Start With The End in Mind
How important is your business plan? It’s EVERYTHING, and it’s dead easy to get wrong. How to write a business plan isn't rocket science, but it is the *most* important thing you have to do within your business, along with the ongoing monthly, quarterly and yearly planning that the plan creates. A great, easy to follow business plan is exactly what the majority of businesses lack and it’s exactly what we’re going to put right.
A plan lays out what’s important within your business, and what’s important should never get sacrificed for what’s urgent, which is what all too often happens within businesses. Can you think of a business owner that you know – they've been flat out busy for the last five years but they just seem to be doing the same as they were five years ago, or aren't that much further ahead? Well, that’s because they've been working on the urgent rather than the important stuff that really builds their wealth and their business.
I’d suggest that you read through the next few blogs once or twice, and then you set aside a few hours in your diary to work through the whole process. Treat this as an appointment with your most important client…you!
Also ensure that you understand where you sit within the market place. Look at your direct competitors and map out how you compare on things like quality, price, range of services, responsiveness, and delivery times, and ask yourself if this is where you want to be. How much would you pay to have your car valeted? If you go to Hyde Park in London you can have it done for £8000, and you’ll have to wait seven months for the privilege, or you can even take the upgraded option which is £17,000. The price you charge depends on the services you offer and your target market.
The next four steps are about developing a strategy and plan to really give you focus. I’d also suggest that you involve others who have a vested interest in your business success. That could be business partners, your senior management, spouses or life partners – whoever is important to you. Ask them to challenge you and offer potential solutions.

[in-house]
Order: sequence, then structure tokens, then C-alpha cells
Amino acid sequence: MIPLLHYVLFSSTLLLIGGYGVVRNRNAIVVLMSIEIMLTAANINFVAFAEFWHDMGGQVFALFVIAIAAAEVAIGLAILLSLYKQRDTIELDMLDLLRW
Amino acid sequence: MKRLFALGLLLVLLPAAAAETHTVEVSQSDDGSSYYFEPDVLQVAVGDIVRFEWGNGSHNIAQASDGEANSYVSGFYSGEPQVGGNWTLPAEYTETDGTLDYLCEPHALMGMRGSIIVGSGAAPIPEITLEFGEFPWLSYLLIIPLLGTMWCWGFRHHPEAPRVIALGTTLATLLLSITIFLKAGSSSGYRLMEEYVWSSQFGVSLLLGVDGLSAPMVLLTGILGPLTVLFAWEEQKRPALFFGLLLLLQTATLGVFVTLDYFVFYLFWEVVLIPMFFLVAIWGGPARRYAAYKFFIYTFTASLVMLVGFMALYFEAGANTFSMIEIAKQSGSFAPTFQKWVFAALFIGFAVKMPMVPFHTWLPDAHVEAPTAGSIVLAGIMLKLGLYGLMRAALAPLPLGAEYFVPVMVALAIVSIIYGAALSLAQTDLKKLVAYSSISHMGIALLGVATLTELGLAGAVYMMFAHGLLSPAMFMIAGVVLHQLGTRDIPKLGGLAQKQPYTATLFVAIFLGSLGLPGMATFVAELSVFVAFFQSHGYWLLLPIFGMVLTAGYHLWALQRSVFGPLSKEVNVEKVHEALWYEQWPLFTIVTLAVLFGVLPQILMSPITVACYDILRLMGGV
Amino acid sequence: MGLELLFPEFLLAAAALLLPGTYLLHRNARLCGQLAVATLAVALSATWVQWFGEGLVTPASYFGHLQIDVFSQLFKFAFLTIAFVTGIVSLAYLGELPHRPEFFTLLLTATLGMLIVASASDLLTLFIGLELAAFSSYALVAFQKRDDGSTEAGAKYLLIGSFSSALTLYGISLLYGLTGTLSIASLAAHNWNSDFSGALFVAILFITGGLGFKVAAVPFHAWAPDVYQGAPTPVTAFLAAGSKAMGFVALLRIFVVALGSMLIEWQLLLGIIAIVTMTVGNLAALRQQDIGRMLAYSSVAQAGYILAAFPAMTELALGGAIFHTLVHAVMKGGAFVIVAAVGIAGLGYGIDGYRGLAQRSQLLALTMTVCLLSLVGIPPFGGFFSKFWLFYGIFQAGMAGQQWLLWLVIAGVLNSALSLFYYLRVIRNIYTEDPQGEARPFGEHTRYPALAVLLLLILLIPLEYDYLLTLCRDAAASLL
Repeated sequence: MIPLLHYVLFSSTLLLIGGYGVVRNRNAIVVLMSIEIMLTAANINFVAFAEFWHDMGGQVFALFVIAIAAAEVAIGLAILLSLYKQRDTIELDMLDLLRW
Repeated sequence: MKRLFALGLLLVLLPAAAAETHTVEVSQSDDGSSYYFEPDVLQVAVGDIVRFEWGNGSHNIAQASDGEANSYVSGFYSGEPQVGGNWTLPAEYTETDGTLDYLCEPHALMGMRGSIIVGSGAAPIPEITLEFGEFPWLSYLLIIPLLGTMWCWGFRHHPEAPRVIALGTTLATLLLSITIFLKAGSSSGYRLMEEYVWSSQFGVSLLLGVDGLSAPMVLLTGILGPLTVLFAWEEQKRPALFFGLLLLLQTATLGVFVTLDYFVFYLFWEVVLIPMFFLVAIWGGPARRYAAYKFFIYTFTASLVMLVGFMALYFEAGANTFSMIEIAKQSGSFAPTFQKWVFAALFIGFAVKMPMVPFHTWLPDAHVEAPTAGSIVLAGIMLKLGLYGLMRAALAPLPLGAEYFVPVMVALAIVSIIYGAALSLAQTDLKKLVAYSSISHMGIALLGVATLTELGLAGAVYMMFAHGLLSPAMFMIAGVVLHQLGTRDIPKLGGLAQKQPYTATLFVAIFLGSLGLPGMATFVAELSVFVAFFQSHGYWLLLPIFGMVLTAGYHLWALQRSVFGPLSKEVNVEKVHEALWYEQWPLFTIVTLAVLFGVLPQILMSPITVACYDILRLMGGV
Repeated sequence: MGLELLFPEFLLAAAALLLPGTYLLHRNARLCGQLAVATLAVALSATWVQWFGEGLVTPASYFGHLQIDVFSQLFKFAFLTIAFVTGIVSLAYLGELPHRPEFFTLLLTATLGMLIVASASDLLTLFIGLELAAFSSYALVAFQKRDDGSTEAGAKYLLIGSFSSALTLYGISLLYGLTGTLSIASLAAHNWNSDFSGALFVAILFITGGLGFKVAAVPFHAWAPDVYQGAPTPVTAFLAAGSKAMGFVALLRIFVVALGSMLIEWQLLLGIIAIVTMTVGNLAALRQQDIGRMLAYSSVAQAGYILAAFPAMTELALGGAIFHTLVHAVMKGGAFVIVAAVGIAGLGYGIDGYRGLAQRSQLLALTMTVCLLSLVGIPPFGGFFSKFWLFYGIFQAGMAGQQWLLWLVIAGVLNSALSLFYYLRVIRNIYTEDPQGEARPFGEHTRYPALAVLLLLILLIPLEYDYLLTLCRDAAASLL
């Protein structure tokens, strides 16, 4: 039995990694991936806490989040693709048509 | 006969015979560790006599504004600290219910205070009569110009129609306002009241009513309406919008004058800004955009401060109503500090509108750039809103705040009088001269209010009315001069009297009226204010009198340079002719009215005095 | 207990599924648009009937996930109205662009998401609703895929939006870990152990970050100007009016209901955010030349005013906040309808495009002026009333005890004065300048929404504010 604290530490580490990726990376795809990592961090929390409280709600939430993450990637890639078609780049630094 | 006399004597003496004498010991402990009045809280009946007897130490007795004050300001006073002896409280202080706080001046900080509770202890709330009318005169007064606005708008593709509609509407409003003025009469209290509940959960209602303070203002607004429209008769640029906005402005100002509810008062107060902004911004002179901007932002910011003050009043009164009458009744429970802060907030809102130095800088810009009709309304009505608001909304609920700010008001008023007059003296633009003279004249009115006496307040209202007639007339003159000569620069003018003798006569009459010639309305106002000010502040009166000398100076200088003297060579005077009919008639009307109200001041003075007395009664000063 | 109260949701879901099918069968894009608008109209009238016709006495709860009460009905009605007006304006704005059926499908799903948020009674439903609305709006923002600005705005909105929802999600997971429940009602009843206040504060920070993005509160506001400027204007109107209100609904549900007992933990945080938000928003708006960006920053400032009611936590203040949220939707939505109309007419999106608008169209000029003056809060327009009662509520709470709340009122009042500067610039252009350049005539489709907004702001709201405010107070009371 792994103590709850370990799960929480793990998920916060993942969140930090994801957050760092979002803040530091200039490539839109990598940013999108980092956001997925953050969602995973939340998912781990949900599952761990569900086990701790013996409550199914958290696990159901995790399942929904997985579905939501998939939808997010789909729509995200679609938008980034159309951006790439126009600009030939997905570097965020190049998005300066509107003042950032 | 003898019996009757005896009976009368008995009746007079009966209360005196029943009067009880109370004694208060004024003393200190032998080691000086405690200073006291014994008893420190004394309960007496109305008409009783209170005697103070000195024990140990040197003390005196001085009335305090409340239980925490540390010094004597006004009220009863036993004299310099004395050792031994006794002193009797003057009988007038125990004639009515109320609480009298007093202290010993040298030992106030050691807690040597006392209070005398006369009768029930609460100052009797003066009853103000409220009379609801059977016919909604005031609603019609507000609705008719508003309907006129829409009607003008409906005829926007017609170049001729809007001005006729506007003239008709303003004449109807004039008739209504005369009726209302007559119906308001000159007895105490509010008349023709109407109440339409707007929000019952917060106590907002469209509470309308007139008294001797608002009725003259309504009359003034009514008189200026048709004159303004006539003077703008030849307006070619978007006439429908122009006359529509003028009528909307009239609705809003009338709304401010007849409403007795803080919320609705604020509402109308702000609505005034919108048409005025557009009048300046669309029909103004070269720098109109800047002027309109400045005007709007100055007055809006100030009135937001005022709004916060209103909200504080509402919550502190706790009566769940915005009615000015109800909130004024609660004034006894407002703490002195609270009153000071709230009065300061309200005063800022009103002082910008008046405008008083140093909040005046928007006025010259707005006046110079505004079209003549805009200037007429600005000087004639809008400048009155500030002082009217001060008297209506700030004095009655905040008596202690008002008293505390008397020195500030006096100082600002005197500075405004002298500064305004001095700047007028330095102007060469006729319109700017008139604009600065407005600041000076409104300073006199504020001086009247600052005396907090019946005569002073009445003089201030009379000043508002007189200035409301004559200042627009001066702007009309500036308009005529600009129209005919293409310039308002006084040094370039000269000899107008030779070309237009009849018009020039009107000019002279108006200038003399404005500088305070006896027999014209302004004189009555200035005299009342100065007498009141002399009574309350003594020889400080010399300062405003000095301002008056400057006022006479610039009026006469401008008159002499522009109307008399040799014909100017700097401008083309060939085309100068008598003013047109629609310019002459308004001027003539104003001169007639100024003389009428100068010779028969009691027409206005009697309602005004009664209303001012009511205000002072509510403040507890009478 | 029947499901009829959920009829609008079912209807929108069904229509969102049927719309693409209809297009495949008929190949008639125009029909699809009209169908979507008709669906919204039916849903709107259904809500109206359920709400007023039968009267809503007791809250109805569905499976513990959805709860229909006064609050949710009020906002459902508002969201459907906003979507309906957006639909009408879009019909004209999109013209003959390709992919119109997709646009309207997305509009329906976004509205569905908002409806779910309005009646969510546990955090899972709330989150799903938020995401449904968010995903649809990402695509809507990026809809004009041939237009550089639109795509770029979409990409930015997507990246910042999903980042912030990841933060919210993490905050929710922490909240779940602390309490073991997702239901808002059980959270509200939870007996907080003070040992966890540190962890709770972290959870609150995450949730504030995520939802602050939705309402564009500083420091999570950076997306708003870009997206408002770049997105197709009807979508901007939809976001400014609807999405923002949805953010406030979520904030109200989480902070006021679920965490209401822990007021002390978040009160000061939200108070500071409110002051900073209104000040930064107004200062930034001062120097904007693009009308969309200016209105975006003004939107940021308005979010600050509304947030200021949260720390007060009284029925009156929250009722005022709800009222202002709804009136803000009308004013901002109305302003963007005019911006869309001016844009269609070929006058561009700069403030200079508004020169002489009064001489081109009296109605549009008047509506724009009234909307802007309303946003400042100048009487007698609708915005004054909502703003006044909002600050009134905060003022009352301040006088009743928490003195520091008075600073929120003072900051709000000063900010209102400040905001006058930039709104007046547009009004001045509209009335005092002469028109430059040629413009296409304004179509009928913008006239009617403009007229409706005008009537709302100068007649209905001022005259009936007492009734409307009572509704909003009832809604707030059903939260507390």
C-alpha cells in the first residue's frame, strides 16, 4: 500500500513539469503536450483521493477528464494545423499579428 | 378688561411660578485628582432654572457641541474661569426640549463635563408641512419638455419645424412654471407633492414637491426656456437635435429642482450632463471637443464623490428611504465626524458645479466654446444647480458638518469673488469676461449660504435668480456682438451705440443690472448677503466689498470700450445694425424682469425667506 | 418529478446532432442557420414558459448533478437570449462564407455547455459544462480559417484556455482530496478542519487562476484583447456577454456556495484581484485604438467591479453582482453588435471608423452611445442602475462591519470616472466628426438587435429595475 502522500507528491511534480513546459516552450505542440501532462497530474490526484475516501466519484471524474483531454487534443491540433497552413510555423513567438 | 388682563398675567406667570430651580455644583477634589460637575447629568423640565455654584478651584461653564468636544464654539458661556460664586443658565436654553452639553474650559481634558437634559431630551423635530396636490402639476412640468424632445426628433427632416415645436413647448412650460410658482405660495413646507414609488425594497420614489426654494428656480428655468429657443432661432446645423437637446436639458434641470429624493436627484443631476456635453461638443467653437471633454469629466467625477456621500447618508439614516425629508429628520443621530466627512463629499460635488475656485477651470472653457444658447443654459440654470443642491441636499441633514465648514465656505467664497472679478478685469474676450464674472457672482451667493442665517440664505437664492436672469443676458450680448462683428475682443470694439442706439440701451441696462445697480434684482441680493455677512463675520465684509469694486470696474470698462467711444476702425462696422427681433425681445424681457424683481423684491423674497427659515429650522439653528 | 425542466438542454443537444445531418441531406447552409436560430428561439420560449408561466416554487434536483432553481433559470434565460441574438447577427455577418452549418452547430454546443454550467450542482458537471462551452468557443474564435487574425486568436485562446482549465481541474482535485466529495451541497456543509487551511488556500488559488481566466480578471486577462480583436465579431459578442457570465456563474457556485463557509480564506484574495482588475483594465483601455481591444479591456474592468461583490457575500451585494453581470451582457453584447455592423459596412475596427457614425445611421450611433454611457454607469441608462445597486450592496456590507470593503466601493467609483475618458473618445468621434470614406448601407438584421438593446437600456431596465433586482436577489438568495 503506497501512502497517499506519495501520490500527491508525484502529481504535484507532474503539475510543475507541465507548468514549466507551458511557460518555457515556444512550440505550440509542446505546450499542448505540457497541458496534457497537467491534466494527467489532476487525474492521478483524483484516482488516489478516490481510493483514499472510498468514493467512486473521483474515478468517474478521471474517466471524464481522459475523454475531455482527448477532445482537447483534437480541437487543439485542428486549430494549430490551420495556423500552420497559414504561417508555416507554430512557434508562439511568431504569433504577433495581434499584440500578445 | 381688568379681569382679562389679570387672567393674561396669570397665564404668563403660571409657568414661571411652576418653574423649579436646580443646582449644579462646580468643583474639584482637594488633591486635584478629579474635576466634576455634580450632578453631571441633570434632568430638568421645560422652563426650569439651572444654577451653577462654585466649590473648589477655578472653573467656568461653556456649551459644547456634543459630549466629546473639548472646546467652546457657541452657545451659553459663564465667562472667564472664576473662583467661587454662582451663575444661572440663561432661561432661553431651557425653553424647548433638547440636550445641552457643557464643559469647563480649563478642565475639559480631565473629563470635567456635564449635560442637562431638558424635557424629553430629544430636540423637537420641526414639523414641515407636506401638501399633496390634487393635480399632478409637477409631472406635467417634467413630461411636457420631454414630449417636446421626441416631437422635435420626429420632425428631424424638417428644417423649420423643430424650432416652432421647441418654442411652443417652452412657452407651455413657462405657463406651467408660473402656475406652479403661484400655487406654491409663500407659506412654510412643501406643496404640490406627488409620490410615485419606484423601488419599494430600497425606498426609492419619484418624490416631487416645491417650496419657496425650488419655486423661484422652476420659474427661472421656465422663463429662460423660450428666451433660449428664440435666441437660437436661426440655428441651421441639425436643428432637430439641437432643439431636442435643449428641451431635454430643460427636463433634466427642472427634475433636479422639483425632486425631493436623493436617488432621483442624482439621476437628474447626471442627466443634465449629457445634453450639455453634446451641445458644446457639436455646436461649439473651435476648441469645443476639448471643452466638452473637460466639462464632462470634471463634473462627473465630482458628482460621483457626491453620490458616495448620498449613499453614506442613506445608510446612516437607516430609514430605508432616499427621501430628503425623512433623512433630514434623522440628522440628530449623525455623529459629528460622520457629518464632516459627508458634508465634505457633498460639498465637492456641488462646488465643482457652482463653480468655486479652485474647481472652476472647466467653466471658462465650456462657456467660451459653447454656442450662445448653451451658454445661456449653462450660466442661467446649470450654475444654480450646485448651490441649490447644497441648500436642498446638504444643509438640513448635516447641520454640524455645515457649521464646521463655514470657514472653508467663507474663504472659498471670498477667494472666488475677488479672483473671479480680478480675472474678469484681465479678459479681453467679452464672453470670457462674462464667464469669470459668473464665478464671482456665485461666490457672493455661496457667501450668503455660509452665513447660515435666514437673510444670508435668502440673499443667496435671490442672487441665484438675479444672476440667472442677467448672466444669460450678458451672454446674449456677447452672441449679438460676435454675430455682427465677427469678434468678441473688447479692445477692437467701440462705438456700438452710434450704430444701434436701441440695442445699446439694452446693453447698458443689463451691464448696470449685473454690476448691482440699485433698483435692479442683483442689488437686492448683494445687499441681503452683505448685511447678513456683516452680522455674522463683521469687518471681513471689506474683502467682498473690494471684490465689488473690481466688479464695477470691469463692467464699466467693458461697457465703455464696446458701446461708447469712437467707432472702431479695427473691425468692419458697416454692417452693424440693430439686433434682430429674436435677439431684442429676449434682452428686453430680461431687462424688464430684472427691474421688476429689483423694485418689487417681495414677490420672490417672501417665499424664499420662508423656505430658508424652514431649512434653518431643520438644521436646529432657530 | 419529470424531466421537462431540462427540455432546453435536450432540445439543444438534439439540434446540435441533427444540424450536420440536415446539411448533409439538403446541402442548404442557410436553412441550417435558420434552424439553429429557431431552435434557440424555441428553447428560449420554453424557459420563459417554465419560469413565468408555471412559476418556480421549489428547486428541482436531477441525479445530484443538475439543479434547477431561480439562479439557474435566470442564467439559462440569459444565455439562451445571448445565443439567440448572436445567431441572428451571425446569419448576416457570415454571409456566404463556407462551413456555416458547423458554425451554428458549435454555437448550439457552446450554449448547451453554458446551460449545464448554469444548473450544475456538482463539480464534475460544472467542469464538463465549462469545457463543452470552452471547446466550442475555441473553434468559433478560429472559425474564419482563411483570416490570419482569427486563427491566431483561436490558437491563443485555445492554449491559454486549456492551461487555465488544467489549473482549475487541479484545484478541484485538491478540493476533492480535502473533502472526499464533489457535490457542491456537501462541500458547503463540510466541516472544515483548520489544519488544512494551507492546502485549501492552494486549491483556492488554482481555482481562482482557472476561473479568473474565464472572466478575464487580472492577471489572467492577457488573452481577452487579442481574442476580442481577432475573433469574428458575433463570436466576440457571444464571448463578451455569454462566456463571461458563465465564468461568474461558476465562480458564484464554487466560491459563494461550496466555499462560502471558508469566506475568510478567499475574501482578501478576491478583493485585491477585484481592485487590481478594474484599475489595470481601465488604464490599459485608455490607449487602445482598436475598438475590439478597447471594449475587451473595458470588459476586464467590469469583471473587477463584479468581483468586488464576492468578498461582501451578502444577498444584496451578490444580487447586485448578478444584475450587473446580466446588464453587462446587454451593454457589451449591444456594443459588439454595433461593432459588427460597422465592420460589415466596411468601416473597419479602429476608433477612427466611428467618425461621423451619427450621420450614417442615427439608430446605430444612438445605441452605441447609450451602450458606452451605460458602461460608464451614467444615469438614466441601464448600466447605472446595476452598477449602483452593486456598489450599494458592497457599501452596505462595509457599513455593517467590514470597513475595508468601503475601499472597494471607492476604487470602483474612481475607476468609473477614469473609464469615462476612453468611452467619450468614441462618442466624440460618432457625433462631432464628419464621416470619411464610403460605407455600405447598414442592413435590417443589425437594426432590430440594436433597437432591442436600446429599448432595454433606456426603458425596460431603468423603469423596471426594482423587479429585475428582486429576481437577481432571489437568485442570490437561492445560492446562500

Draw this out on a flip chart pad or on a large piece of paper. It’s really important to understand why you’re in business – having a huge business while you’re making loads of money and working 100 hours a week isn’t a great business plan. There are no prizes for richest person in the grave yard, so it’s important to really get an understanding of what lifestyle you want, so you can really nail it down.
In five years time what do you want your life to look like? Think about where you’re living, what type of house do you have? How many bedrooms are there? How is it all furnished? What does your garden look like? Do you have outbuildings? And pets? What about an orchard, a lake or a swimming pool?…You get the picture. Make this a really rich image and note *everything* down.
Now think about your working week. What does that look like? How many holidays are you taking? How are you getting there (and remember that this is in five years so you can set whatever target you want). How many long weekends are you taking and which destinations are you travelling to? What cars are you driving? What colour are they? What do the interiors look like? Do you have any other vehicles like a motorbike, Jet Ski, or track day car?
And what else is going on? Have you written a book? Do you have a property portfolio? Have you had children? Or maybe you’re sending the ones you already have to private school? Perhaps you've learnt to fly, or you’re doing more of a hobby that you love? Really get a feel for what you want and put down absolutely everything that you can think of.
Now, what does your business need to do to provide you with that standard of living (and remember that this stuff doesn't have to be paid for outright – although it can of course. What profits do you need to generate? What turnover is required? And what staffing levels? What premises do you need and do you own them? Do you need vehicles and loading bays? Think about everything that your business will require at that point.
And now write out where you are today in terms of both your lifestyle and your business, and then where you’ll need to be in roughly three years to achieve all the areas you've already got on the sheet.
You've now completed the first part of how to write a business plan
By Alan S Adams